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    Mystery Science Theater 3000: Volume XXX DVD Review

    DVD Shout Factory TV Reviews

    Jul 29 2014 01:11 PM | Todd Erwin in DVD & Blu-ray Reviews
    This 30th collection of episodes from Mystery Science Theater 3000 on DVD from Shout! Factory has some great episodes, but the special features are lacking, particularly on two of the later episodes in the set.

    Title Info:

    • Studio: Shout! Factory
    • Distributed By: N/A
    • Video Resolution: 480I/MPEG-2
    • Aspect Ratio: 1.33:1
    • Audio: English 2.0 DD
    • Subtitles: None
    • Rating: Not Rated
    • Run Time: 3 Hr. 0 Min.
    • Package Includes: DVD
    • Case Type: DVD THINPak keepcases enclosed in paperboard sleeve
    • Disc Type: DVD-5 (single layer), DVD-9 (dual layer)
    • Region: 1
    • Release Date: 07/29/2014
    • MSRP: $59.97

    The Production Rating: 4/5

    In the not too distant future, somewhere in time and space.....

    Mystery Science Theater 3000 (MST3K) was the brainchild of Joel Hodgson, a former prop comic and frequent guest on Saturday Night Live and Late Night With David Letterman. Basically an extension of the popular hosted movie format made famous by Vampira and Elvira, the original premise was that Joel (and later Mike Nelson), along with his robot companions Crow and Tom Servo, were sent into space, orbiting the planet and forced to watch bad movies by Dr. Clayton Forrester (Trace Beaulieu). The show first aired on local Minneapolis-St. Paul UHF station KTMA in a very crude form in 1988, but was picked up by the Comedy Channel (now Comedy Central) as one of its first series a year later. The series survived for seven seasons, then moved to Sci-Fi for three additional seasons, finally falling out of first-run orbit in 1999.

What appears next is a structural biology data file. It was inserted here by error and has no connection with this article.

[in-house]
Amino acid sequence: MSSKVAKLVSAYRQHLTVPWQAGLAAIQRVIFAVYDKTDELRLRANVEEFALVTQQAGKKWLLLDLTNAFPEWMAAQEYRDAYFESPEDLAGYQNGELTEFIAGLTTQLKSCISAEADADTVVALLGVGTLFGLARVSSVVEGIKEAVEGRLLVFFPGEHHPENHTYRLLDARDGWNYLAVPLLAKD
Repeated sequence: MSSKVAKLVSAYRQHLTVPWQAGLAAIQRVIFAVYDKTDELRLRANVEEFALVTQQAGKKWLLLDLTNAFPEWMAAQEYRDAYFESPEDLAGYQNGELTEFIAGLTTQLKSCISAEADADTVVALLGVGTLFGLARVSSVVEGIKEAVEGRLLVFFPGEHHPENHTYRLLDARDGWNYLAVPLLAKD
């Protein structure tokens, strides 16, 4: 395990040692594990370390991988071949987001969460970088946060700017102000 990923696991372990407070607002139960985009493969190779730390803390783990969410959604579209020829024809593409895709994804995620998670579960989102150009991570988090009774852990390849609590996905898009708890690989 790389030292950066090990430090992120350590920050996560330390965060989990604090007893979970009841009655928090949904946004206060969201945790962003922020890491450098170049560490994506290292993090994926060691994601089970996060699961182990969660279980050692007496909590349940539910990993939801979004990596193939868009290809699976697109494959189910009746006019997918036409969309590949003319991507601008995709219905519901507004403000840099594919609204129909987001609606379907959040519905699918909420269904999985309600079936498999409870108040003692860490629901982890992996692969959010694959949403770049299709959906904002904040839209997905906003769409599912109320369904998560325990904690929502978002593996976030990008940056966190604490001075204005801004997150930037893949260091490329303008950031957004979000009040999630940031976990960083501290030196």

Volume 30 is the eighteenth set of episodes to be released by Shout! Factory. The mix of episodes consists of two from the Comedy Central era (one with Joel, one with Mike), and two from the Sci-Fi Channel era.

    Experiment #113, The Black Scorpion, was the season one finale that also marked the departure of J. Elvis Weinstein, who played Dr. Forrester’s sidekick, Dr. Earhardt, as well as providing the voice of Tom Servo. This is probably one of the better first season episodes, with more rapid fire riffing and interesting host segments. The Black Scorpion has volcanic eruptions just outside of Mexico City releasing giant scorpions from the earth below that attack the rural countryside and head to Mexico City. It’s up to a group of scientists, led by Richard Denning, to find a way to stop the behemoths. Despite some impressive stop-motion animation by Willis O’Brien (King Kong), the movie is dull and essentially a retread of Them!